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Structure and Function of an Alpine EcosystemNiwot Ridge, Colorado$
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William D. Bowman and Timothy R. Seastedt

Print publication date: 2001

Print ISBN-13: 9780195117288

Published to Oxford Scholarship Online: November 2020

DOI: 10.1093/oso/9780195117288.001.0001

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PRINTED FROM OXFORD SCHOLARSHIP ONLINE (oxford.universitypressscholarship.com). (c) Copyright Oxford University Press, 2021. All Rights Reserved. An individual user may print out a PDF of a single chapter of a monograph in OSO for personal use. date: 07 December 2021

Geomorphic Systems of Green Lakes Valley

Geomorphic Systems of Green Lakes Valley

Chapter:
(p.45) 4 Geomorphic Systems of Green Lakes Valley
Source:
Structure and Function of an Alpine Ecosystem
Author(s):

Nel Caine

Publisher:
Oxford University Press
DOI:10.1093/oso/9780195117288.003.0005

There are at least three justifications for the examination of the geomorphology of the area in which ecosystem studies are conducted. First, the present landscape and the materials that make it up provide the substrate on which ecosystem development occurs and may impose constraints, such as where soil resources are limited, on that development. Second, the nature of the landscape and the geomorphic processes acting on it often define a large part of the disturbance regime within which ecosystem processes occur (Swanson et al. 1988). Third, the processes of weathering, erosion, sediment transport, and deposition that define geomorphic dynamics within the landscape are themselves ecosystem processes, for example, involving the supply of resources to organisms. In this last context, it is noteworthy that drainage basins (also called watersheds or catchments) were recognized as units of scientific study during a similar time period in both geomorphology and ecology (Slaymaker and Chorley 1964; Bormann and Likens 1967; Chorley 1969). The drainage basin concept, the contention that lakes and streams act to integrate ecological and geomorphic processes, remains important in both sciences and underlies the studies in Green Lakes Valley reviewed here. Over the past 30 years, Niwot Ridge and the adjacent catchment of Green Lakes Valley have been the subject of much research in geomorphology. Building on the studies of Outcalt and MacPhail (1965), White (1968), and Benedict (1970), work has emphasized the study of present-day processes and dynamics, especially of mass wasting in alpine areas. These topics have been reviewed by Caine (1974, 1986), Ives (1980), and Thorn and Loewenherz (1987). Studies of geomorphic processes have been conducted in parallel with work on Pleistocene (3 million to 10,000 yr BP) and Holocene (10,000 yr BP to present) environments in the Colorado Front Range (Madole 1972; Benedict 1973) that have been reviewed by White (1982). This chapter is intended to update those reviews in terms that complement the presentation of ecological phenomena such as nitrogen saturation in the alpine (chapter 5) as well as to refine observations and conclusions of earlier geomorphic studies.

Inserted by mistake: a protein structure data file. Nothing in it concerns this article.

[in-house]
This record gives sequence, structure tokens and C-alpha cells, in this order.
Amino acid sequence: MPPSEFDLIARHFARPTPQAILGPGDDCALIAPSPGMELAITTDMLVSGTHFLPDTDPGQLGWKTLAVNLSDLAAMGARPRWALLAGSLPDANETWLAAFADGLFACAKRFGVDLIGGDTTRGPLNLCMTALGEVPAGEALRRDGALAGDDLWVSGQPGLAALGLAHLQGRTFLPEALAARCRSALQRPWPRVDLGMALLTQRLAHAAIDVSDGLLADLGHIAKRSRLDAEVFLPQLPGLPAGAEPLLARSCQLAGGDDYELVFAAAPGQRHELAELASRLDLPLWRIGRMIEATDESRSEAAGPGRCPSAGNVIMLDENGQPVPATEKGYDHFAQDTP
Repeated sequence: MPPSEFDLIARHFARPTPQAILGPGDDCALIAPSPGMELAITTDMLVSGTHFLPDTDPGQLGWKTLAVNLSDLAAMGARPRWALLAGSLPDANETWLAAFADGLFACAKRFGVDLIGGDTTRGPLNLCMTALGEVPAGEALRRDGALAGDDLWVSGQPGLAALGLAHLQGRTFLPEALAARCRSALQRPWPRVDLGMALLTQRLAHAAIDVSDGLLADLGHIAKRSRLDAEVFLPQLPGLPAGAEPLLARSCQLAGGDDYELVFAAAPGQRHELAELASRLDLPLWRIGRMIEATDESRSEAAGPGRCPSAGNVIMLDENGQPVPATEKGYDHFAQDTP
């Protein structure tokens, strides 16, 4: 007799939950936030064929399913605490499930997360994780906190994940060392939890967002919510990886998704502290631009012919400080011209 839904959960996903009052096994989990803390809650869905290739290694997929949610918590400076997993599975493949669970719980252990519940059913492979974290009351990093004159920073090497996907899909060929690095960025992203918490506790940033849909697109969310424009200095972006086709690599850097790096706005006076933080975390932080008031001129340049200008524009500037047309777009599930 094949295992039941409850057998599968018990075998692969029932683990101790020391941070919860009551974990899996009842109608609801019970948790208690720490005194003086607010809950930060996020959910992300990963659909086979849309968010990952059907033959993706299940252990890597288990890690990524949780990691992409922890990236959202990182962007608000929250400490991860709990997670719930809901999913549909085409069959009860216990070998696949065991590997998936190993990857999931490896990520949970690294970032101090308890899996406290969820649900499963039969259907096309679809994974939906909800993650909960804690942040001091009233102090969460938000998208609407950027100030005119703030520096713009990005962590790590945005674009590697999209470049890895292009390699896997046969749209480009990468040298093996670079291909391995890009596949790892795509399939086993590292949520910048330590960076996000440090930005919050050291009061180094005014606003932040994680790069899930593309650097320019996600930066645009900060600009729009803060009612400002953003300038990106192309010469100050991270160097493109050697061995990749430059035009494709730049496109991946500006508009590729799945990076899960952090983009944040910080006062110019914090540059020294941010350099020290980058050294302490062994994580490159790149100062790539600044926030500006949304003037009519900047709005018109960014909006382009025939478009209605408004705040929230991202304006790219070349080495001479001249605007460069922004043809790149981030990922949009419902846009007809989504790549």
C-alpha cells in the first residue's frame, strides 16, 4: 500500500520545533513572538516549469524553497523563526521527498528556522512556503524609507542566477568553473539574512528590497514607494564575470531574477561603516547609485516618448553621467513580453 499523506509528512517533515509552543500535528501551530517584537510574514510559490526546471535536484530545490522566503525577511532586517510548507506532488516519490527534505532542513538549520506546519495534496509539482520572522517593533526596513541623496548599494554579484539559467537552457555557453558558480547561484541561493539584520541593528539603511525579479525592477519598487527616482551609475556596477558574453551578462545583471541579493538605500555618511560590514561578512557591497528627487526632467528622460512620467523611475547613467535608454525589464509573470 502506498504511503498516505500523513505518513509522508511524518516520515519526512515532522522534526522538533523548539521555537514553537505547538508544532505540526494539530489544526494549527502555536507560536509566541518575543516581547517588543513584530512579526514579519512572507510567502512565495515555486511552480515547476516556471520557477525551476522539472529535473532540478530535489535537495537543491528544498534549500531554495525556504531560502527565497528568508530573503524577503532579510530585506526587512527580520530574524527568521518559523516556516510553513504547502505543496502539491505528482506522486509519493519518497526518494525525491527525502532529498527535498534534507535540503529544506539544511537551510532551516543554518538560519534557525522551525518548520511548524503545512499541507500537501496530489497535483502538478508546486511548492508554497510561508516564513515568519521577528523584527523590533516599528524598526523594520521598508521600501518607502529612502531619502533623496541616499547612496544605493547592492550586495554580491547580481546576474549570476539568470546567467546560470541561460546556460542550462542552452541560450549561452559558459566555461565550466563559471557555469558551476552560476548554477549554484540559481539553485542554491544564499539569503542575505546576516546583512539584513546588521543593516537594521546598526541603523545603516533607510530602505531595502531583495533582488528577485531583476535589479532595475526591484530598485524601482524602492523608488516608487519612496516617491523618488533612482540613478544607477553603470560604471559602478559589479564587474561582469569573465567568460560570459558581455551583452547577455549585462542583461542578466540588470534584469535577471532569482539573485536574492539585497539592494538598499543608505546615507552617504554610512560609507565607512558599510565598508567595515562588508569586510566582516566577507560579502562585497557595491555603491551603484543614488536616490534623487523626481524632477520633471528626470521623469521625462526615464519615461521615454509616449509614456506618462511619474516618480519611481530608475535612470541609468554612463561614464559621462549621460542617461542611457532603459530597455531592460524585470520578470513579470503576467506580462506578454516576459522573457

Keywords:   Avalanches, Blockfield zone, Cliffs, Debris flows, Erosion, Fine sediment system, Geochemical denudation, Kiowa Peak, Landforms

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